Tornado warnings prompt concerns

A student leaves FAC using a garbage bag as a raincoat during the sever weather on Tuesday. JAKE STEVENS/HERALD

Caitlin Carter

Gabby Yokaris, a sophomore from Peachtree City, Ga., didn’t know what to do on Tuesday.

“I heard sirens,” Yokaris said. “There were people yelling.”


During the storm that swept through Bowling Green earlier this week, which produced tornado and severe thunderstorm warnings, Yokaris was told to evacuate the second floor of Grise Hall.

Once on the first floor, Yokaris said she was asked to move to the middle of the hallway and stay until the storm passed through.

But many students left, she said.

“It wasn’t like high school where everyone stays in the hallway and puts a book over their head,” Yokaris said.



There is no way to make students stay, said Robert Dietle, head of the history department and Cherry Hall building coordinator.

Dietle said his job as building coordinator is to help faculty and students out of the classrooms during emergency situations.

“At 10 a.m., I heard the alarm sound, and by the time I was in the hallway, classes had begun to file down to the basement of Cherry,” Dietle said.

There was confusion, though, during the evacuation process, he said.

“This underscored how we need to get clearer and better evacuation plans,” Dietle said.

He said there was also confusion regarding the outside alarm and WKU Alert systems.

The outside alarm had a more urgent tone in finding safety, but the first WKU Alert said to be “ready to seek shelter if needed,” Dietle said.

He said many students weren’t sure which orders to follow.

“This situation gives WKU an opportunity to tighten things up a little bit,” Dietle said.

Deborah Wilkins, chief of staff and general counsel, said that the gray areas between the alarm system and WKU Alerts weren’t problematic enough to cause concern.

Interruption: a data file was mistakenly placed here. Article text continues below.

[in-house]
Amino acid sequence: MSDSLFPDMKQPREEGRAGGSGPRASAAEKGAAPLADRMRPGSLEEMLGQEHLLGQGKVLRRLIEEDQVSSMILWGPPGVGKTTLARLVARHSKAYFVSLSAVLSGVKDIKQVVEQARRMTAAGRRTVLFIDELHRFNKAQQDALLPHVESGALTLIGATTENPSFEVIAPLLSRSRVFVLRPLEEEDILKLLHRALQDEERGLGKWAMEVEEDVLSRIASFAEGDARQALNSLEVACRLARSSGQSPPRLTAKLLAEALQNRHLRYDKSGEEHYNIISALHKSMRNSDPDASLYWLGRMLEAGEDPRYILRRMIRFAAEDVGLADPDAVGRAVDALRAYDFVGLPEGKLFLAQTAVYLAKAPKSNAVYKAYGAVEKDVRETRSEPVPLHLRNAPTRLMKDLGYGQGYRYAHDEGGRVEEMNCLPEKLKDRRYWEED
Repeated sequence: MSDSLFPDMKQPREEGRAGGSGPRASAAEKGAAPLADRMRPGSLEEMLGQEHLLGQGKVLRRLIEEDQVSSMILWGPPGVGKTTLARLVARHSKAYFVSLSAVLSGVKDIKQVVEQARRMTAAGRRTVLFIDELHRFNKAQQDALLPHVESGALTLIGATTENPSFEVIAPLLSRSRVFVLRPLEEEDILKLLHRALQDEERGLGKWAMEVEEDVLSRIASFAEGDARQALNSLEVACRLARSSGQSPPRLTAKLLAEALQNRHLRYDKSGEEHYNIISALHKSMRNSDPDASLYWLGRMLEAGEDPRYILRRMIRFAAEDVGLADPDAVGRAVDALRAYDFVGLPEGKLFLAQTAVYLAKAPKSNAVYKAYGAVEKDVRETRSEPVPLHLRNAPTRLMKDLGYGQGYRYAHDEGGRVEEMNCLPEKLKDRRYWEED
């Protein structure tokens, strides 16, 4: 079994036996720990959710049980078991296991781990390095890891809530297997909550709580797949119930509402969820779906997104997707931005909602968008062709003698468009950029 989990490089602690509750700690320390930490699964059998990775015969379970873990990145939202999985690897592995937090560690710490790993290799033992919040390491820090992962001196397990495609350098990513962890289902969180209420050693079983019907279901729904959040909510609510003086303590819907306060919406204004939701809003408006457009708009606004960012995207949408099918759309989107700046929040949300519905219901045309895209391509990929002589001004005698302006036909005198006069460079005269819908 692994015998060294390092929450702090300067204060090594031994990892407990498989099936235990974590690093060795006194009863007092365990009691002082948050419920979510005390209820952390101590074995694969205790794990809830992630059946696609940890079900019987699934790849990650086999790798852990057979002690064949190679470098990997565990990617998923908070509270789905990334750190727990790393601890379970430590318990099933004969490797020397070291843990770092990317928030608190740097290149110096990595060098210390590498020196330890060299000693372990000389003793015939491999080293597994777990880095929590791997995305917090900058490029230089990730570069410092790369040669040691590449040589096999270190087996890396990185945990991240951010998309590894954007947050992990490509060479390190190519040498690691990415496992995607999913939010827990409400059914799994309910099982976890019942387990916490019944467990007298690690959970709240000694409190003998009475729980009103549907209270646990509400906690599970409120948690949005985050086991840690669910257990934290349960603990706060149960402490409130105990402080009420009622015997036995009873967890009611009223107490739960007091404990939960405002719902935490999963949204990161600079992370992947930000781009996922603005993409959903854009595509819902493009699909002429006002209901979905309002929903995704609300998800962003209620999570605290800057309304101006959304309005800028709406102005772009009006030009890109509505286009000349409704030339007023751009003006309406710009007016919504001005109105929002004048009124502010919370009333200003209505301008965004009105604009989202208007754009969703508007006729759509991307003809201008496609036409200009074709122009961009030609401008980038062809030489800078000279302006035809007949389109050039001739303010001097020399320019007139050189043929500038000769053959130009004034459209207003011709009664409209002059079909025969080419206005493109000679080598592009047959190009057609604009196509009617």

“We’re on a college campus,” Wilkins said. “We’re all responsible adults. If we were dealing with grade school students, it may be a little different.”

While some students were unclear of what to do, Scottsville freshman Andrew Salman said he didn’t even receive the first WKU Alert until 12:10 p.m., long after the first warnings.

“If I had not been in class and heard about it, I would’ve been in my ninth-floor dorm room unaware,” Salman said.

Though there wasn’t any major damage produced by the storm, Salman said he could have been in serious danger.

Bob Skipper, director of Media Relations, told WBKO viewers that students should “use their best judgment” when deciding whether or not to attend class.

The decision to cancel classes university-wide is a decision that comes directly from the provost, Skipper said.

When the provost receives information from Public Safety regarding an emergency situation, he then makes the decision to either close the university or delay its opening, said Richard Miller, associate vice president for Academic Affairs.

Those students who didn’t attend class Tuesday won’t be punished, Miller said.

“Academic Affairs will work with the faculty on this,” he said. “Students won’t be penalized since that was a warning we, as an institution, put out.”